In 1973 Ted Heath and his Conservative governement took the UK into the European Economic Community, or EEC, also known as The Common Market.
Part of the Labour Party manifesto during the two General Elections of 1974 was the promise of a referendum of the UK's continued membership of the
Labour, who had concerns over certain policies within the EEC, the Common Agricultural Policy etc, won an overall majority in October 1974 and
subsequently held a referendum in June 1975.
With a turnout of nearly 65% approximately 67% voted for continued membership.
It is necessary to look at the aims of the EEC to understand exactly what the British public voted for.
The EEC was a Free Trade Organisation aimed at developing;
1. Customs Union and common external tariff.
2. Common agriculture, trade and transport policies.
3. Enlargement of EEC throughout Europe.
In 1986 The Single European Act was agreed.
This changed the very nature of the EEC.
It's aims were the establishment of The Single Market and European Political Cooperation, the start of the move towards full European Union and
transferal of power from Westminster to Strasbourg and Brussels.
The Maastricht Treaty followed in 1991 and with it came about The European Union with much broader powers.
It was then followed by The Lisbon Treaty which gave even more power to the central European Union even allowing it to dictate national policy at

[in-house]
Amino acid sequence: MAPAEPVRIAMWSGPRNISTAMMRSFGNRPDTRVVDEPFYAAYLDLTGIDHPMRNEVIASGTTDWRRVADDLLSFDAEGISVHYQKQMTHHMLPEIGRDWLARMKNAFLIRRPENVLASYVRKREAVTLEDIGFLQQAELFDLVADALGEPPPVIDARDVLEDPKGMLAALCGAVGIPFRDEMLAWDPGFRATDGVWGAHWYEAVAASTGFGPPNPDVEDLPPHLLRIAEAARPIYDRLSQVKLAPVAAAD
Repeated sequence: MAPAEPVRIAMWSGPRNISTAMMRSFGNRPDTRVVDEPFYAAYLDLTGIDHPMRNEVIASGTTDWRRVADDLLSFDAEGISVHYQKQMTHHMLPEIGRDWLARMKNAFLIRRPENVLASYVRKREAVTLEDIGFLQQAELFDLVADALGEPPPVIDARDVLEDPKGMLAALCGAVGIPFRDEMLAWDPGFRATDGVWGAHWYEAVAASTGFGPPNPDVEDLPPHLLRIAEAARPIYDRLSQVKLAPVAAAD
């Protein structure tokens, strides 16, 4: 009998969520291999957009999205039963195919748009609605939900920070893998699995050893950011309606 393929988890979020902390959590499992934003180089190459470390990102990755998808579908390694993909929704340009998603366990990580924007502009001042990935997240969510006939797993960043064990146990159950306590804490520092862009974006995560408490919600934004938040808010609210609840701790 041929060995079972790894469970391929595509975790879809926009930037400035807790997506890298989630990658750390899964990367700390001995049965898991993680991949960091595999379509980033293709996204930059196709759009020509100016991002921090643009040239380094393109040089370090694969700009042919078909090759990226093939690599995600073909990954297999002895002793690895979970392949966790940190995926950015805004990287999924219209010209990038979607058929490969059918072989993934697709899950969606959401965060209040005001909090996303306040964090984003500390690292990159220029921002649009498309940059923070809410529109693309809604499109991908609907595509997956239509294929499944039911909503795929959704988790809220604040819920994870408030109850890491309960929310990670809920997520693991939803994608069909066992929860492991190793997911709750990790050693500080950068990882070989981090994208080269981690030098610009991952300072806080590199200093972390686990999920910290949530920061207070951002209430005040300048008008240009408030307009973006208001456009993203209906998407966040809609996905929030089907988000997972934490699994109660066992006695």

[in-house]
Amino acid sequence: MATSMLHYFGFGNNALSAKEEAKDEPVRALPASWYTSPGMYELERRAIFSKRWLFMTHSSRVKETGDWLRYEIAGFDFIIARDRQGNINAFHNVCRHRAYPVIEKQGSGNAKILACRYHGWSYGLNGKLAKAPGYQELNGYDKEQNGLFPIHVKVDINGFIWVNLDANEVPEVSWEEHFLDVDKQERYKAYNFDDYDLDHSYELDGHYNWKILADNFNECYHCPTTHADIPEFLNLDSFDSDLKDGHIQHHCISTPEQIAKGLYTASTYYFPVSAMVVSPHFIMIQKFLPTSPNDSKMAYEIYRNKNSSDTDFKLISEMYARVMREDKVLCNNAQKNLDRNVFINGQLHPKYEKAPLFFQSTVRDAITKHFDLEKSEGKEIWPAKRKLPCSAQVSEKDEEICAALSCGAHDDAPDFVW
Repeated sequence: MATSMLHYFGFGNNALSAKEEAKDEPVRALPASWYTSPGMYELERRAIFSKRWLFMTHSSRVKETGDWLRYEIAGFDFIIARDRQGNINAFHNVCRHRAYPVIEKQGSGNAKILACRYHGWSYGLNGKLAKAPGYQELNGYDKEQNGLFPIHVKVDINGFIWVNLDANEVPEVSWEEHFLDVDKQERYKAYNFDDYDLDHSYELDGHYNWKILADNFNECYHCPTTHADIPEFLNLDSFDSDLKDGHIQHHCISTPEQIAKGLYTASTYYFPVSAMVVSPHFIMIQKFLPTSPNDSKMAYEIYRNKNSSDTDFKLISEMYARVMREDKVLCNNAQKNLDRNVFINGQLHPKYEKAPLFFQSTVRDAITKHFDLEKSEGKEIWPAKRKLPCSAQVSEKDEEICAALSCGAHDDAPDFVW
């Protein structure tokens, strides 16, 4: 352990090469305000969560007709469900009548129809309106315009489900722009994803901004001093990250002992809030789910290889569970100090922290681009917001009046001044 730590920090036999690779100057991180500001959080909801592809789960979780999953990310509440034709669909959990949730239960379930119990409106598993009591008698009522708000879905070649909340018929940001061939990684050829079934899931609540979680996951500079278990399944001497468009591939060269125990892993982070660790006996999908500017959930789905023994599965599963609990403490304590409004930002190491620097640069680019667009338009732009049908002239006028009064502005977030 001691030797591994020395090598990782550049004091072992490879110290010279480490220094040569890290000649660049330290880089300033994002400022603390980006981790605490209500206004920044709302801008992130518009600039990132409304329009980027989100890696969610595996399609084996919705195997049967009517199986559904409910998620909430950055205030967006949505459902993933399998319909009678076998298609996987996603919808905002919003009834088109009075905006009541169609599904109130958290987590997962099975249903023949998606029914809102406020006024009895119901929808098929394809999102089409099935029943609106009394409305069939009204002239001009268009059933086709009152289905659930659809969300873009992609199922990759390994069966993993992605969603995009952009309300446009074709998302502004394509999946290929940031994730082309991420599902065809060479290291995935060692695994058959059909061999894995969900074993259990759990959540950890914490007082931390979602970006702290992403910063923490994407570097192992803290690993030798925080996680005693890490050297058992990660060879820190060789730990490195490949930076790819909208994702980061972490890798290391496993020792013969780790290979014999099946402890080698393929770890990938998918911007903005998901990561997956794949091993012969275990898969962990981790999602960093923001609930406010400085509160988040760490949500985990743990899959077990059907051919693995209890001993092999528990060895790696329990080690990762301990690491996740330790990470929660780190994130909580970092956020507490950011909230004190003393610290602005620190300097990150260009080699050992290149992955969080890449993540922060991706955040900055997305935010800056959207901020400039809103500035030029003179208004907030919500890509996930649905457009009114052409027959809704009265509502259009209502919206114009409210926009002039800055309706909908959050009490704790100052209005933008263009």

During all this there had been a growing movement for the introduction of a single European currency to help support and assist trade between member
This came into useage in 2002 has become more and more influential in world economics.
Only the UK and Denmark negotiated exemption from the Euro and still use their own currencies and Sweden opted out in 2003 as the result of a national
Gradually since the UK's entry into the EEC the centralised European organisation has systematically tried to gain more and more control away from
the soveriegn states and impose it's own rules, regualtions and now laws upon it's member states.
It has neither the mandate or the legal authority to do so in the UK.
First of all, let's have a look at the definition of the term 'Sovereignty'.
' Sovereignty is the quality of having supreme, independent authority over a territory. It can be found in a power to rule and make law that rests on
a political fact for which no purely legal explanation can be provided.'
By signing The Lisbon Treaty, (contrary to the policy as stated in the Labour Party Manifesto), Gordon Brown sacrificed Britain's right to veto in EU
policy making in 40 areas.
If that is not a surrendering of Sovereignty then I don't know what is.
We are now in the position where the EU can overrule UK laws.
Back in 1975 the British people voted to enter a trade agreement, nothing more, nothing less.
Every single Prime Minister since, and possibly our monarch, has been guilty of gradually but continually surrendering sovereignty to a foreign
The EU is in the process of completely usurping our sovereignty and control over our own country with powers to dictate over every aspect of our every
I am not even going to go into the Fourth Reich / NWO theories and aspects of the EU.
I am not even going into how corrupt and overly beaurocratic an organisation it is.
The very fact that this has happened, quite openly, without the Britsh people having anysay in it is tantamount to Treason.
I personally wish to withdraw from the EU.
But it is the peoples right to self-determination that is at question.
If the majority wish to stay in the EU, so be it.
But we should demand the right to vote on it.
Cameron and Clegg both said it is time to listen to the people.
Let's force their hand and see how committed they are to this and demand our right to have OUR say on just who is to govern us!